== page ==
Friday, November 12, 2010: 9:20 AM
250 E Room (Salt Palace Convention Center)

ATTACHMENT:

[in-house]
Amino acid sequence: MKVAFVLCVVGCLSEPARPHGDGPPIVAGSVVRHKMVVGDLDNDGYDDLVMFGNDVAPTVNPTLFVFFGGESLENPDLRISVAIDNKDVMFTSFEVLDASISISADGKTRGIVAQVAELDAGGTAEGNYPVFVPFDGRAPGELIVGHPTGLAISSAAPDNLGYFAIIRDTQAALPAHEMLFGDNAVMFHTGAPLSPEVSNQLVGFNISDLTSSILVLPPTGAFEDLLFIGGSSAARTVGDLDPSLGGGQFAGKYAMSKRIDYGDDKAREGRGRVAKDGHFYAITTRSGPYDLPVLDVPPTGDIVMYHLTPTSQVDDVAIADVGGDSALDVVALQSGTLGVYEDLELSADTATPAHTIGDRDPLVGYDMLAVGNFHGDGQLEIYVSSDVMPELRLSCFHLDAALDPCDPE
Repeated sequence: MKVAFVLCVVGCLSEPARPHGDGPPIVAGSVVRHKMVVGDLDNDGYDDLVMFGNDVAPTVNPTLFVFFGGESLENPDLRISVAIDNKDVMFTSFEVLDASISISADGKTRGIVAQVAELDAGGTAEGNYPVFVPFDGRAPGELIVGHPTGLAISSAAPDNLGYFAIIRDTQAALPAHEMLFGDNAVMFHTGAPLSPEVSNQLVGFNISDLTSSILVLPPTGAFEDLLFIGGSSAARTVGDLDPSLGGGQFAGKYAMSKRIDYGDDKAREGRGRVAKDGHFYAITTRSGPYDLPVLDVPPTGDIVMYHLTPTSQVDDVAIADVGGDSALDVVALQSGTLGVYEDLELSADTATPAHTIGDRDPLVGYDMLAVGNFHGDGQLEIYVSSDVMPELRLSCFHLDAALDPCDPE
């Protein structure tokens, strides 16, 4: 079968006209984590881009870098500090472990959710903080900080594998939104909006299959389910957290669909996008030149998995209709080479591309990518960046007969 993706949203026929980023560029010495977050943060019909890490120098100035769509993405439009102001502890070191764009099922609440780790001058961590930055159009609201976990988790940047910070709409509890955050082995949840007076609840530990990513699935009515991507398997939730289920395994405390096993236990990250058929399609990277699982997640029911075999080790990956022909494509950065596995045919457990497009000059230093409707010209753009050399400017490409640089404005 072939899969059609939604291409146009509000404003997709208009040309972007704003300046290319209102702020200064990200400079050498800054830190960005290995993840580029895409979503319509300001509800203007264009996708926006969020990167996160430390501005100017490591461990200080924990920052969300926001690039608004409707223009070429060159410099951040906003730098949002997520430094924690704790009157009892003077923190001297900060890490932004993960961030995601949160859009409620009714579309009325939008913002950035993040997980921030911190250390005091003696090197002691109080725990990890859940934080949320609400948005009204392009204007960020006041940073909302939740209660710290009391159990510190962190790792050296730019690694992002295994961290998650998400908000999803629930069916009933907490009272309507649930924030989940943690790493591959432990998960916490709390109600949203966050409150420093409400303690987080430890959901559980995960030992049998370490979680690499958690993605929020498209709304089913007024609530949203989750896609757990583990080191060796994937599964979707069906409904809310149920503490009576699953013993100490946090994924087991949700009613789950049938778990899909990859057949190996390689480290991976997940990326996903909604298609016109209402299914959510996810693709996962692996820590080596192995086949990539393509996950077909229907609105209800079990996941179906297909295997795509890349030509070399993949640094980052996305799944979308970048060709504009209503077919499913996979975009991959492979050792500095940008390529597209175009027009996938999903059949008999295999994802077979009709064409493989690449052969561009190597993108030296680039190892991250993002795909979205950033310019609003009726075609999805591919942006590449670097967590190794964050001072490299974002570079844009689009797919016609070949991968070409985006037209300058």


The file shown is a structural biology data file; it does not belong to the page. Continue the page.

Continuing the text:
The commercial reality of algae fuel production depends upon innovations ingeniously incorporating engineering and algal biology and efficient utilization of resources. The Bioprocessing and Bioproduct Engineering Laboratory (BBEL) at Washington State University has developed a novel algal culture system that (1) incorporates the dual-trophism capability of some algae species into a two-stage culture process, and (2) integrates heterotrophic and phototrophic processes for year around fuel production in cold climate regions. In this system, the first stage utilizes organic carbon as substrate for algae fermentation, growing seed cells at high efficiency for inoculating to open ponds for phototrophic culture. This system can significantly improve productivity and offers a strategy for contaminant control. In parallel to the mixotrophic process, additional algae production can be accomplished using organic carbon derived from waste materials and agricultural residues. Systematic research efforts have been made in BBEL to further the science discovery and technology development for refining the system. This paper will present a summary of the related progresses. The information will provide new insights for biomass production for algae-based biofuel systems.